Cameron’s aim to loosen but retain confederal ties between London and Brussels raises the possibility not only of Brexit, but also of Euroexit.
The United Kingdom is the most unusual of all EU member-states. She has been a key player at almost every pivotal moment in the history of the European project, and yet she has always been uncertain as to whether or not she belongs in the European political family. Famously, it was wartime premier Winston Churchill who in 1946 called for “United States of Europe,” whilst making it clear that Britain would act as a supportive sponsor for the new union and nothing more. Once the plans for European Defense Community were dead and it became clear that confederal arrangements would be the norm, the UK became enthusiastic to join, only to be rebuffed by French fears of Anglophone hegemony. And, soon after Britain finally succeeded in joining the EEC in 1973, the Thatcherite 1980s brought about a revival of Eurosceptic nationalism that still lingers. Ambivalent as ever, Britain has since rejected the euro while also providing the engine for the Union’s Common Security and Defense Policy.
In May last year, the Eurosceptic tendency seemed to win out. The Conservative Party won a majority in Britain’s general election, promising to renegotiate the terms of the country’s EU membership and hold an in-out referendum by the end of 2017. Prime Minister David Cameron, whose preference is for continued British membership, now faces the Herculean task of finding an arrangement that is amenable to both the British electorate (and his broadly Eurosceptic party) and the 27 other member- state governments of the EU. The months after the election were peppered with European crises, from the third Greek bailout to the end of the Schengen Agreement, but no further details on Cameron’s plans for renegotiation surfaced. Only on 10th November did the British government publish his letter to Donald Tusk, President of the European Council, outlining his demands. Disappointingly, there is little to recommend them.
A Letter to the President
These demands can largely be divided into two categories. The first set are those which, rather than necessitating international negotiation, are actually possible to fulfill under existing arrangements. For instance, Cameron wants to introduce an additional stage in the EU legislative process in which national parliaments could vet and reject incoming laws. Not only would this add another layer of bureaucracy to the current cumbersome process, but there is already the possibility for parliaments to have an input: a protocol to the Lisbon Treaty invites member-state executives to consult their MPs in advance of Council meetings, a policy that the Dutch (amongst others) regularly invoke. There is nothing to prevent the British executive implementing a similar procedure with its own Houses of Parliament. Cameron has also called for a consolidation and simplification of regulations applying to the single market. This would indeed help promote growth, which is why there is already a Better Regulation project underway on the EU level, chaired by Commission Vice-President Frans Timmermans. Again, the present terms of British membership are sufficient for Cameron’s demands.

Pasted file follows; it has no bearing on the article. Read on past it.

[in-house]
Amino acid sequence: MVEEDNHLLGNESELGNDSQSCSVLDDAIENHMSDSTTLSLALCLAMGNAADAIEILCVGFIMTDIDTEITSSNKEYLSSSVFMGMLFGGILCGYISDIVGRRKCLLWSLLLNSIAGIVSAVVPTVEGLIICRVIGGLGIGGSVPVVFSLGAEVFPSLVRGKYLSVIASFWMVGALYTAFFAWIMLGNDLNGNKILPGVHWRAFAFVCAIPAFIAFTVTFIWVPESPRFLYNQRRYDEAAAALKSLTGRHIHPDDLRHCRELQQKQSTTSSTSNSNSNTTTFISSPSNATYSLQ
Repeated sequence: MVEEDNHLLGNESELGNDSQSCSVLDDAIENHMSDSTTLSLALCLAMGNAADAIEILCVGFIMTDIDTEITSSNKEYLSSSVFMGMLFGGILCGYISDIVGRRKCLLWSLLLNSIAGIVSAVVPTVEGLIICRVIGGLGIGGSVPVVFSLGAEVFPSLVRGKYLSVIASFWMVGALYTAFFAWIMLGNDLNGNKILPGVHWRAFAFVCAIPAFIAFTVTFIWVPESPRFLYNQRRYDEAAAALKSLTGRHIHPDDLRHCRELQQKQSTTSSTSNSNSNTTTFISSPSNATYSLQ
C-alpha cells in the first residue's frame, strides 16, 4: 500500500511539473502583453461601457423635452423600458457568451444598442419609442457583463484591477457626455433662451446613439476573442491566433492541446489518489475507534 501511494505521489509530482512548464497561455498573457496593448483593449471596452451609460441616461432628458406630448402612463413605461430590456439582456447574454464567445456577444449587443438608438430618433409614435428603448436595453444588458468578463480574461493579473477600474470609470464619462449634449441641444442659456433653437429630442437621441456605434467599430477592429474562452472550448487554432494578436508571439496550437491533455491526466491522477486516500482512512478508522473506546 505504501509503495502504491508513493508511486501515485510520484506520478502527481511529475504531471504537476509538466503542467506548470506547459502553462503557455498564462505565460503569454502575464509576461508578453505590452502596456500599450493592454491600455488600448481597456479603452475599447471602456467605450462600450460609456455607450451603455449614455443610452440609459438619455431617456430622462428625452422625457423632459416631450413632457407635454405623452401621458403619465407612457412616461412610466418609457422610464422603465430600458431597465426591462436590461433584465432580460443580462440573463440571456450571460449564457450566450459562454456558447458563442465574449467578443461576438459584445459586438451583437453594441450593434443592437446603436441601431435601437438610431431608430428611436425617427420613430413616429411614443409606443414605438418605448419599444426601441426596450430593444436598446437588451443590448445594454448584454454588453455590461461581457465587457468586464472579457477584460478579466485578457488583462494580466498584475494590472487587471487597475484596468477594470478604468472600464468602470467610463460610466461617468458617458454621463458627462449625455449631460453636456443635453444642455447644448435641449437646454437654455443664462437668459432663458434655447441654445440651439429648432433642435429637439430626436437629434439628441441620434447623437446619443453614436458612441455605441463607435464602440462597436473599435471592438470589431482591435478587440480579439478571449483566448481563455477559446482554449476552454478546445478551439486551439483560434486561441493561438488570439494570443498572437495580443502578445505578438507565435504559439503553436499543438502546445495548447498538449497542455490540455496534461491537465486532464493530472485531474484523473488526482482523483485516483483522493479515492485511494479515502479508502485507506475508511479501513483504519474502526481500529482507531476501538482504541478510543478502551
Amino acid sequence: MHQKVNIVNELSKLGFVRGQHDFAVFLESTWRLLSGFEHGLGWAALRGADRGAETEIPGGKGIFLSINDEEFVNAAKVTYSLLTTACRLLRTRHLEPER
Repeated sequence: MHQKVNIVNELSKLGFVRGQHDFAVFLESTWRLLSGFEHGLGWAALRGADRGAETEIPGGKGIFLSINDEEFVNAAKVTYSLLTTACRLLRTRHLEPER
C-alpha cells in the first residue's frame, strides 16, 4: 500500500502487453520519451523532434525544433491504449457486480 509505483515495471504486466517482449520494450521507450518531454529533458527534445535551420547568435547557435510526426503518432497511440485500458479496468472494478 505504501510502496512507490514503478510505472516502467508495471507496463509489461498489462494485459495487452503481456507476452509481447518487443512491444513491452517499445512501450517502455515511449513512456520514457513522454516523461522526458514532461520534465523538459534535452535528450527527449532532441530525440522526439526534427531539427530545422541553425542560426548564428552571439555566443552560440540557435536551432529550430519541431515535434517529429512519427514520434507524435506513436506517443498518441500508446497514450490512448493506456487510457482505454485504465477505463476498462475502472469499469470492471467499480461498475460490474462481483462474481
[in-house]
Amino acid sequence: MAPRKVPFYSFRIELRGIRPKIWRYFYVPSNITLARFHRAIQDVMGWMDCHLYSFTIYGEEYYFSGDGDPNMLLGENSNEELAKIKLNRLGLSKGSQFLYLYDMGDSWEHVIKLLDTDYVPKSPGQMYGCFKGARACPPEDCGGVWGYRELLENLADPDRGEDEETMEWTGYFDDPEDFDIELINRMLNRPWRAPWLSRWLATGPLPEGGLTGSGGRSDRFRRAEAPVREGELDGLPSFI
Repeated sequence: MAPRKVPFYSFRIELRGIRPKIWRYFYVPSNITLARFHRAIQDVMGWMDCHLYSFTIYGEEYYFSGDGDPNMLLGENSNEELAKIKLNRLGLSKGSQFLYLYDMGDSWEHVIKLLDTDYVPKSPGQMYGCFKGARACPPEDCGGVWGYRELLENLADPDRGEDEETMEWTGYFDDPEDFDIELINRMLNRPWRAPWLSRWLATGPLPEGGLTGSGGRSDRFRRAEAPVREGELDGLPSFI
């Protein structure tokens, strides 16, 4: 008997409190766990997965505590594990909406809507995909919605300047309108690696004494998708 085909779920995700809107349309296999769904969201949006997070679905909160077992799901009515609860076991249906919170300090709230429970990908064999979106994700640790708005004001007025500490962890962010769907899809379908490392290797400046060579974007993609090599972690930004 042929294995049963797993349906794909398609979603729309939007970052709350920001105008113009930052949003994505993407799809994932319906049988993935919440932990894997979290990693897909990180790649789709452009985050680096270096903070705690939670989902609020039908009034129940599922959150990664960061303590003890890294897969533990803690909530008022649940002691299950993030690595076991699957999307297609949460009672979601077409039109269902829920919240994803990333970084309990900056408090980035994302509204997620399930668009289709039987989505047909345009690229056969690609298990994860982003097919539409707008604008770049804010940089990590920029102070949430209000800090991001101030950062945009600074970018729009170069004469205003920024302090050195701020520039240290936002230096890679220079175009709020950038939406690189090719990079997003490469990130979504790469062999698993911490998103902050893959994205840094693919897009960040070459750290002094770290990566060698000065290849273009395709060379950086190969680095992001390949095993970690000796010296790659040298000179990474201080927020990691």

Conversely, the second set of demands would be impossible to grant without compromising some fundamental principles of the EU. This is the case of surely the most publicly sensitive issue at hand in the upcoming referendum: migration, and its purported effect on the British welfare state. The UK is highly unusual in its near-universal access to welfare provision, with virtually no barriers to EU migrant usage and no insurance- based residency or work prerequisites. There is a general sense that immigrants from other EU countries are placing an unsustainable strain on the system (although empirical evidence would suggest otherwise), yet Nigel Farage is correct about one thing at least: it is impossible to opt out of the free movement of people whilst remaining part of the single European market. (Angela Merkel, though generally sympathetic towards Cameron’s reform agenda, has been clear on this). It remains unclear as to what Cameron wishes to achieve on migration. The only concrete demands in his letter to Tusk relate to such changes as imposing stiffer residency criteria for welfare payments, hardly a subject worthy of high-level diplomatic negotiations. The subject of migration is impossible for him to ignore given the political climate in Britain, and yet equally impossible to compromise on with his interlocutors. A new grand bargain with Europe may be possible in the context of eurozone political union, but a quick fix under the current arrangements is not.